Tasting Menu from Ikoyi (London, United Kingdom)

“In June, a funeral brought me back to London after a mere eight months, and I admit that I booked a second reservation at Ikoyi ⁠before flights or accommodations. If you have the privilege of fine dining's luster fading, this is one of those rare places that rekindles your sense of wonder over a seven-course tasting. Each bite is a whole new experience, from beautifully creative presentation on artful dishware to likely unfamiliar West African flavors and awe-inspiring textures. From the canapés to the petit fours, every course is unexpected and unforgettable, but those first bites were my favorite on both visits. Singular servings of bright ike jime trout, rich octopus entertwined with wild rice, and thick coins of asparagus stacked between a soft biscuit and crunchy sesame begin the soul-satisfying surprise and delight. Jeremy Chan is a legend: He introduced me to jollof rice, moin moin, and plantain prepared unlike anywhere else, and instilled belief that there are always new flavor combinations to experience.” — Ashley Day, Updates Editor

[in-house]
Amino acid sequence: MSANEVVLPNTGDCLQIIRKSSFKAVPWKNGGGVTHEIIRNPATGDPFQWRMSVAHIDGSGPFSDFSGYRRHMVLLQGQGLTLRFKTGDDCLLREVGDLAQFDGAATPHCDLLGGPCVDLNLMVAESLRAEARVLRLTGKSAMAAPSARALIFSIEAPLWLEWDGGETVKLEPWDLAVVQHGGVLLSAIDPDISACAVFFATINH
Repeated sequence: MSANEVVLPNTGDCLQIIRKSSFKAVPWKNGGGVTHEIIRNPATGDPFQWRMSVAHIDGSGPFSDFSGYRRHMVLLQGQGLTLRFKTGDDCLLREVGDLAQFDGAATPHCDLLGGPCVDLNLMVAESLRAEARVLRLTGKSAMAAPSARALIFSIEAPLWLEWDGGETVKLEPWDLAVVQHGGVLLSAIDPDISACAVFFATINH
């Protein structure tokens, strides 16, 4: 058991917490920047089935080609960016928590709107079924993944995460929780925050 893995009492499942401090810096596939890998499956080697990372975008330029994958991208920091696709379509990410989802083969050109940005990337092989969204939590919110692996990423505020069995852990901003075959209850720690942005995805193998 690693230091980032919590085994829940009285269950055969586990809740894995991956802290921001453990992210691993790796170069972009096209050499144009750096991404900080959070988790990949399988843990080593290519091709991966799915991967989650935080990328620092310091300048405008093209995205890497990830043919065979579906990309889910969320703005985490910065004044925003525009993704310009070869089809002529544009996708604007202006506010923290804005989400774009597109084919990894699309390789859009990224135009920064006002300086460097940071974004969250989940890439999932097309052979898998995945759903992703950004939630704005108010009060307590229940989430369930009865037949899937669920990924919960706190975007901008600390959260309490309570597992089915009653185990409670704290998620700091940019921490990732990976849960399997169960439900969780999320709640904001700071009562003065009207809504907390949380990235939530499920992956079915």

Japanese Wagyu Sando from Zuma

Ben Hon & JFOODO

Japanese Wagyu Sando with Japanese Milk Bread from Zuma (New York, New York)

“I think about Japanese milk bread quite a lot. With an almost whimsical pillowy-soft texture, this delicacy melts into lovely little pieces as you bite into it. Now topped with wagyu beef and white truffle, it’s the stuff that’s made of dreams and a luxurious bite that I can’t, and won’t stop thinking about.” — Alexandra Domrongchai, Editorial Fellow

Chuti hoppers and Entire Brunch Menu from Tuk Tuk Sri Lankan Bites (Brooklyn, New York)